In the grand scheme of things it went alright. No one got hurt, the audience had a good time and although the band I was subbing for wasn’t exactly happy, no one took any kind of damage. However “no one got hurt” is a low standard and I do my best not to deal in low standards. It just should have been better.

Of course I had the option to shrug it off my shoulders or blame my shortcoming on someone else but instead I chose self-reflection. For the next two days I spent a significant amount of time playing the events over and over in my head, searching deeply to find everything I could have done better. Every time I was driving, every time I had down time, every time I was to myself I was reliving every moment.

This was good for me. It helped me discover that most of it really was out of my control which was a bit of a comfort. But it also pointed me back to that weakness of mine over and over without any mercy. Thus I made a decision and I’ve made a mantra out of that decision.

That can *never* happen again. That weakness can *never* interfere with my playing again.

Every practice session I’ve had has revolved around hitting that weakness from as many angles as I can and I’m seeing humongous progress. Progress that should have been made a long time ago, but I’m making up for it now.

“That can *never* happen again” is making me grow and stay focused and hungry for growth in the important things. Soon I’ll be able to say with confidence “That *will* never happen again.”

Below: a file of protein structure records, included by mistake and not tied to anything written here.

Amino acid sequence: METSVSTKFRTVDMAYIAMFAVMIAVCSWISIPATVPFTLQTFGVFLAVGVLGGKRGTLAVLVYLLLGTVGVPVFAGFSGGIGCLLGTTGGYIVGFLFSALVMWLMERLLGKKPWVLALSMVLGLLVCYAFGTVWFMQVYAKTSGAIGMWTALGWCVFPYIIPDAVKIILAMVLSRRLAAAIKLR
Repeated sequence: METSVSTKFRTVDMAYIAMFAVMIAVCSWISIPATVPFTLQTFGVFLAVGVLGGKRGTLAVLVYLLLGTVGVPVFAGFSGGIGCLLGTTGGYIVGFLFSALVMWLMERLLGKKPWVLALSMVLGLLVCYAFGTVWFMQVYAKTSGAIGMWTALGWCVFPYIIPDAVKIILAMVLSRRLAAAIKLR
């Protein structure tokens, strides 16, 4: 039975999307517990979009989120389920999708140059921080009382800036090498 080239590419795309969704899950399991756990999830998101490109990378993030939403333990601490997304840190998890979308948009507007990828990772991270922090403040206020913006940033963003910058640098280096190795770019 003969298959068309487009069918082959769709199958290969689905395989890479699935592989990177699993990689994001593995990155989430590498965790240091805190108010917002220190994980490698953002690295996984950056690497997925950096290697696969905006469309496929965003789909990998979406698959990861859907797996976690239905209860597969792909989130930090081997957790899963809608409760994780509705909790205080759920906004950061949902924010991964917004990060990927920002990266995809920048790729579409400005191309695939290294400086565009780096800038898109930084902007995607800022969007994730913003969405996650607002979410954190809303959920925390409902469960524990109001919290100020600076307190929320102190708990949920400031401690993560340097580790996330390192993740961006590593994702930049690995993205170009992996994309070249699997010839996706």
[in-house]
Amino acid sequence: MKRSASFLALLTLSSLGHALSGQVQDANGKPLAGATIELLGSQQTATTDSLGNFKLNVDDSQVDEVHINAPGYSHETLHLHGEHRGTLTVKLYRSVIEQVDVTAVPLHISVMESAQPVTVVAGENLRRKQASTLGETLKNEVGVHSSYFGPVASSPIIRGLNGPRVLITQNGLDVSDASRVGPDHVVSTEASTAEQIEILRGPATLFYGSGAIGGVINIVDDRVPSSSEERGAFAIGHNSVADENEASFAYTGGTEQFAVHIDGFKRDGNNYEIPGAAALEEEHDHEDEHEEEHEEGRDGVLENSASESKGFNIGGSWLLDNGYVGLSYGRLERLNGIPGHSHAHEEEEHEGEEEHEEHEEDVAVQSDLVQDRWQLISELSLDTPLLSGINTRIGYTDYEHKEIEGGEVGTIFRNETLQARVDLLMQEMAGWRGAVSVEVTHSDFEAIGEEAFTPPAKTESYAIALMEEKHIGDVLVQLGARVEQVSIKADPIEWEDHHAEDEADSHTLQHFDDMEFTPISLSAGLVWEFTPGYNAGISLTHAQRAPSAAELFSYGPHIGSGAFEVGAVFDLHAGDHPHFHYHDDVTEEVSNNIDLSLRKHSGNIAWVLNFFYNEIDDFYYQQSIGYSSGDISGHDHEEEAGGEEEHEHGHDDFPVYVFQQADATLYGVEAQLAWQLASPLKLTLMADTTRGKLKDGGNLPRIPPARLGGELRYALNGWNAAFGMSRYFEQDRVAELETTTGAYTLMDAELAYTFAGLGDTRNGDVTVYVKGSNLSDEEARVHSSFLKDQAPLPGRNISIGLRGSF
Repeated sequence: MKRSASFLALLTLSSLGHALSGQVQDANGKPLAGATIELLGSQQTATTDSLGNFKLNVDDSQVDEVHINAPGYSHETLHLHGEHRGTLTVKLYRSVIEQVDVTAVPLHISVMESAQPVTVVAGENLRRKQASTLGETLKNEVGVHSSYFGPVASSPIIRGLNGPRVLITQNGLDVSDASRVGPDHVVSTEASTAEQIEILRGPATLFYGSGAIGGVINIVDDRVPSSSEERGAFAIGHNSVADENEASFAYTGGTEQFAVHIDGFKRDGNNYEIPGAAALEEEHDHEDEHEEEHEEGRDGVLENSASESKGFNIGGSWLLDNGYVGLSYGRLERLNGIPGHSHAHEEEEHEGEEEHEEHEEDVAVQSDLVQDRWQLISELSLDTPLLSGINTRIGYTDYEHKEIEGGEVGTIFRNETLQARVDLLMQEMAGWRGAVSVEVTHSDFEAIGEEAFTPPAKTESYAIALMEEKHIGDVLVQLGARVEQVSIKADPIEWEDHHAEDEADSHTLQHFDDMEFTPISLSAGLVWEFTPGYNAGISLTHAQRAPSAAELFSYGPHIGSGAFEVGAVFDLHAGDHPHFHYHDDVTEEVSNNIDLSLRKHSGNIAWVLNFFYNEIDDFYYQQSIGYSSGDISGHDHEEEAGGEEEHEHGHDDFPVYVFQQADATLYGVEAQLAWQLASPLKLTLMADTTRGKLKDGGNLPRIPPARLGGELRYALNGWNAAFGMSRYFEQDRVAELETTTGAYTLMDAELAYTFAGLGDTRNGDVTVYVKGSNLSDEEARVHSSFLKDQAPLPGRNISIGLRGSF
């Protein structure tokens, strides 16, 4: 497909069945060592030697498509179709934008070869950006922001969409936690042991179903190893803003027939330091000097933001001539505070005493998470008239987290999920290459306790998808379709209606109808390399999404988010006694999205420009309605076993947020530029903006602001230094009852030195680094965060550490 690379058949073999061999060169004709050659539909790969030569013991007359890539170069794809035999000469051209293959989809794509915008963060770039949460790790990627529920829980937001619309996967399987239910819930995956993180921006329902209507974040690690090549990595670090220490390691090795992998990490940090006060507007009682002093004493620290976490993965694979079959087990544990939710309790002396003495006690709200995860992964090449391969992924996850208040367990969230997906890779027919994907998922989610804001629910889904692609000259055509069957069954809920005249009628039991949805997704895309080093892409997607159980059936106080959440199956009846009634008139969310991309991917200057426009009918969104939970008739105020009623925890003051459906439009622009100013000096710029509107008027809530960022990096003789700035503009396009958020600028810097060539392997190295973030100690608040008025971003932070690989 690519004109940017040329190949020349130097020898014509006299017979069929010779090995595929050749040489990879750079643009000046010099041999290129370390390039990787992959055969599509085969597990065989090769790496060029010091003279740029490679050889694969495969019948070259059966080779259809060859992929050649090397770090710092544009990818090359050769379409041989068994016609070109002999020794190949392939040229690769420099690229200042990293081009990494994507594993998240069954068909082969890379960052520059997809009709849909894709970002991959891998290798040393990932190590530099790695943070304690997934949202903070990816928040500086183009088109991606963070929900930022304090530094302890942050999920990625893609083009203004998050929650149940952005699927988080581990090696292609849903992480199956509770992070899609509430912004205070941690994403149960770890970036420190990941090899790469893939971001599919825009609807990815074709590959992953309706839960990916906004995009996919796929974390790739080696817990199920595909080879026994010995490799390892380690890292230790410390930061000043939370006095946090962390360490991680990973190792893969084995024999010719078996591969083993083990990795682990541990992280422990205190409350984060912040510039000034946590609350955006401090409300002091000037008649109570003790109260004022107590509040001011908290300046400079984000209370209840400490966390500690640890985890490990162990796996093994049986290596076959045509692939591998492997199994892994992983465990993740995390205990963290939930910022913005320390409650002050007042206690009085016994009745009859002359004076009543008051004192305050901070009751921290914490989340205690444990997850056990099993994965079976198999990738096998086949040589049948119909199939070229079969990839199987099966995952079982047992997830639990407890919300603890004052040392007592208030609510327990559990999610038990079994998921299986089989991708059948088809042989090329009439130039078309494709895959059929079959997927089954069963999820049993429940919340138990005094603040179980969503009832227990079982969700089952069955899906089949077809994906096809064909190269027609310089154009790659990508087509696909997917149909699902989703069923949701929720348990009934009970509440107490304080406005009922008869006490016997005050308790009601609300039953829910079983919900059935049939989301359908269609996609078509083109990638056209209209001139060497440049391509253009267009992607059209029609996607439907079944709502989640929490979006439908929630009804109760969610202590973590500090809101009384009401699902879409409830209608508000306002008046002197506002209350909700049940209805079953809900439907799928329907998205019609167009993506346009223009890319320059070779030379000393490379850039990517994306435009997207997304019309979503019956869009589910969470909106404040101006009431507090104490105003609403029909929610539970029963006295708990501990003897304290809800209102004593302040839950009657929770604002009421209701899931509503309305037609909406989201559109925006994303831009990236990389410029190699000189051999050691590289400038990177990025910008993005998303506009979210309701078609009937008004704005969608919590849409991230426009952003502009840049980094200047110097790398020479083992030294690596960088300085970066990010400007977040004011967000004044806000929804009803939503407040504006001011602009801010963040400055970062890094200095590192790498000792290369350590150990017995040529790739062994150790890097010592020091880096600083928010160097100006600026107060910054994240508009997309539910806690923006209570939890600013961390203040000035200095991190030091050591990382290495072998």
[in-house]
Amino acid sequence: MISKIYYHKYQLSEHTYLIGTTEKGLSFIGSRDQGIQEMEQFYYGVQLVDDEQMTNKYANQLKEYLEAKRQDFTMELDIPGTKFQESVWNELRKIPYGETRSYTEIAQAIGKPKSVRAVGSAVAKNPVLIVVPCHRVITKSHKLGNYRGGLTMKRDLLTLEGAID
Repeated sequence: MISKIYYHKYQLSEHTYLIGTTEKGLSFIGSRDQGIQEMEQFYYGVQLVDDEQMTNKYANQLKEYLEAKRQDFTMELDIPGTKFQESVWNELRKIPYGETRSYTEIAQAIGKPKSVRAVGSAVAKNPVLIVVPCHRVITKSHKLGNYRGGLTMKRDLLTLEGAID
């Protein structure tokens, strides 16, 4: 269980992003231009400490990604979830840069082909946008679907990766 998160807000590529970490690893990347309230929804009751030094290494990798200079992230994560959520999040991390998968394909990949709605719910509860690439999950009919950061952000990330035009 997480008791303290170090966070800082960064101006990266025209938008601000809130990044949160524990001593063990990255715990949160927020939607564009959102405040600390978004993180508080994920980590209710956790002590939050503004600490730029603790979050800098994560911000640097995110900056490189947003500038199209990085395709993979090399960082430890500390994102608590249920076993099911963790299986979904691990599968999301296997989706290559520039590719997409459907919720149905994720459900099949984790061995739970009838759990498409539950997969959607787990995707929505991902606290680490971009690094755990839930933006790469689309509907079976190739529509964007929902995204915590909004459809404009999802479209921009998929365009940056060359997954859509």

It might be that there’s something in your past playing experiences that should never happen again. If we’re striving to be great, those kinds of things should only happen once right?

If you’ve got work to do to insure whatever that is will never happen again, I just want to encourage you to get on it today. There’s no sense in making up for lost time later when you can start now, my friend.

Frustrating Personalities

Music is a people business.

Everything that happens from getting booked to packing up and getting paid is interpersonal interaction. Usually this is almost as fun as the gig itself but on occasion I’ve run into personalities that just don’t rub well with mine.

Did you notice how I described them? As personalities, not people. Personalities may clash naturally but people don’t have to.

My way of dealing with these personality mash-ups has essentially come down to attempting to appreciating our differences and checking my ego. Disorganization and alpha-male type micro-managing behaviors are the very worst for me to deal with. I’m not good at this, but I’ve gotten better.